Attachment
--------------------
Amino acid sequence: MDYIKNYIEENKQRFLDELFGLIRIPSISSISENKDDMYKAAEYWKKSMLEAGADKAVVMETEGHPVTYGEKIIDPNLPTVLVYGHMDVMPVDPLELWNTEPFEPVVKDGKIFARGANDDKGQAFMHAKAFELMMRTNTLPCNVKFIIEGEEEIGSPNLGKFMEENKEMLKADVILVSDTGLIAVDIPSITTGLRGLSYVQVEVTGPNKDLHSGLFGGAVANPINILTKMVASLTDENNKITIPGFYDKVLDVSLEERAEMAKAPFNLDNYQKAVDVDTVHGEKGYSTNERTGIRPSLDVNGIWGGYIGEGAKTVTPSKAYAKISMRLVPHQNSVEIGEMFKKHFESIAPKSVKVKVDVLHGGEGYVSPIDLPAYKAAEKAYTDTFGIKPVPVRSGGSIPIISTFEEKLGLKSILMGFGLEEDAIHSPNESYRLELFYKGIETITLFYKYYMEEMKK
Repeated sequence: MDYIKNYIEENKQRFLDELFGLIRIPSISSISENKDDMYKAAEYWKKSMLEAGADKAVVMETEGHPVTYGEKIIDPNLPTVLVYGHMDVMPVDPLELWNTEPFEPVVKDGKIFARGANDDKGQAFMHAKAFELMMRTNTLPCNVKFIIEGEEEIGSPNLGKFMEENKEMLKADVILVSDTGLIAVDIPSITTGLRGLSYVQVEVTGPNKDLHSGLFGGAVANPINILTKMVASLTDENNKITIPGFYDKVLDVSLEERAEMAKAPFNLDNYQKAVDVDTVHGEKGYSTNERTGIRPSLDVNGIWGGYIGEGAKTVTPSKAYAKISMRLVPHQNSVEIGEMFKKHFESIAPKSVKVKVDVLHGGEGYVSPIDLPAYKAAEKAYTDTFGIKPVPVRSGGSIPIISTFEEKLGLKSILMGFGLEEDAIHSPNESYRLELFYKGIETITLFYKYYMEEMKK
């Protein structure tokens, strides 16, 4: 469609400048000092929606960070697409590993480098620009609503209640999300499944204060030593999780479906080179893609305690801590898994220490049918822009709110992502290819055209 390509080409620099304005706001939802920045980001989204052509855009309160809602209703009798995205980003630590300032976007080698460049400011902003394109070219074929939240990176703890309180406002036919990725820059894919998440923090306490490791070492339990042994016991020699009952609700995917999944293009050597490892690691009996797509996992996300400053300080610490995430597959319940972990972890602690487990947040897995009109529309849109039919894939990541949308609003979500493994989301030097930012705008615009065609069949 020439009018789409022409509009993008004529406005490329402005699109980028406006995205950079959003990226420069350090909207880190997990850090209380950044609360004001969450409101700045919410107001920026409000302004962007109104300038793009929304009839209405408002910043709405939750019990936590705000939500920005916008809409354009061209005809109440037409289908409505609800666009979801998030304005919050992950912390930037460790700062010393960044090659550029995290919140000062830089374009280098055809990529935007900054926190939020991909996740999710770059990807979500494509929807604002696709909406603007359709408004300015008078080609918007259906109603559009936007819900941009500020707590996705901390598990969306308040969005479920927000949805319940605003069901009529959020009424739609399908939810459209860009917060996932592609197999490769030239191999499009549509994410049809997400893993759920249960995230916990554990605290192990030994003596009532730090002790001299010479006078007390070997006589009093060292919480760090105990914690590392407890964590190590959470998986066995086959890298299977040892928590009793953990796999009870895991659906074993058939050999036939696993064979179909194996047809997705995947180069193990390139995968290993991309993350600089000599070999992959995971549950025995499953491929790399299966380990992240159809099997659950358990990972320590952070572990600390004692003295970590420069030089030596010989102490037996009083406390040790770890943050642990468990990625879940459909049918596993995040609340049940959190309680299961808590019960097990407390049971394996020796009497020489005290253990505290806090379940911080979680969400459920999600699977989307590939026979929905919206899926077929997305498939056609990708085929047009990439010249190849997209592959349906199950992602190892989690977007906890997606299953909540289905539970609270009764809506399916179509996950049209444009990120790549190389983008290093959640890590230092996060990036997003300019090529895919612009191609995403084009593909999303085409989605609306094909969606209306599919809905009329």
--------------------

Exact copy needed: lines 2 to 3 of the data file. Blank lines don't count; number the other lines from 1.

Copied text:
Repeated sequence: MDYIKNYIEENKQRFLDELFGLIRIPSISSISENKDDMYKAAEYWKKSMLEAGADKAVVMETEGHPVTYGEKIIDPNLPTVLVYGHMDVMPVDPLELWNTEPFEPVVKDGKIFARGANDDKGQAFMHAKAFELMMRTNTLPCNVKFIIEGEEEIGSPNLGKFMEENKEMLKADVILVSDTGLIAVDIPSITTGLRGLSYVQVEVTGPNKDLHSGLFGGAVANPINILTKMVASLTDENNKITIPGFYDKVLDVSLEERAEMAKAPFNLDNYQKAVDVDTVHGEKGYSTNERTGIRPSLDVNGIWGGYIGEGAKTVTPSKAYAKISMRLVPHQNSVEIGEMFKKHFESIAPKSVKVKVDVLHGGEGYVSPIDLPAYKAAEKAYTDTFGIKPVPVRSGGSIPIISTFEEKLGLKSILMGFGLEEDAIHSPNESYRLELFYKGIETITLFYKYYMEEMKK
């Protein structure tokens, strides 16, 4: 469609400048000092929606960070697409590993480098620009609503209640999300499944204060030593999780479906080179893609305690801590898994220490049918822009709110992502290819055209 390509080409620099304005706001939802920045980001989204052509855009309160809602209703009798995205980003630590300032976007080698460049400011902003394109070219074929939240990176703890309180406002036919990725820059894919998440923090306490490791070492339990042994016991020699009952609700995917999944293009050597490892690691009996797509996992996300400053300080610490995430597959319940972990972890602690487990947040897995009109529309849109039919894939990541949308609003979500493994989301030097930012705008615009065609069949 020439009018789409022409509009993008004529406005490329402005699109980028406006995205950079959003990226420069350090909207880190997990850090209380950044609360004001969450409101700045919410107001920026409000302004962007109104300038793009929304009839209405408002910043709405939750019990936590705000939500920005916008809409354009061209005809109440037409289908409505609800666009979801998030304005919050992950912390930037460790700062010393960044090659550029995290919140000062830089374009280098055809990529935007900054926190939020991909996740999710770059990807979500494509929807604002696709909406603007359709408004300015008078080609918007259906109603559009936007819900941009500020707590996705901390598990969306308040969005479920927000949805319940605003069901009529959020009424739609399908939810459209860009917060996932592609197999490769030239191999499009549509994410049809997400893993759920249960995230916990554990605290192990030994003596009532730090002790001299010479006078007390070997006589009093060292919480760090105990914690590392407890964590190590959470998986066995086959890298299977040892928590009793953990796999009870895991659906074993058939050999036939696993064979179909194996047809997705995947180069193990390139995968290993991309993350600089000599070999992959995971549950025995499953491929790399299966380990992240159809099997659950358990990972320590952070572990600390004692003295970590420069030089030596010989102490037996009083406390040790770890943050642990468990990625879940459909049918596993995040609340049940959190309680299961808590019960097990407390049971394996020796009497020489005290253990505290806090379940911080979680969400459920999600699977989307590939026979929905919206899926077929997305498939056609990708085929047009990439010249190849997209592959349906199950992602190892989690977007906890997606299953909540289905539970609270009764809506399916179509996950049209444009990120790549190389983008290093959640890590230092996060990036997003300019090529895919612009191609995403084009593909999303085409989605609306094909969606209306599919809905009329």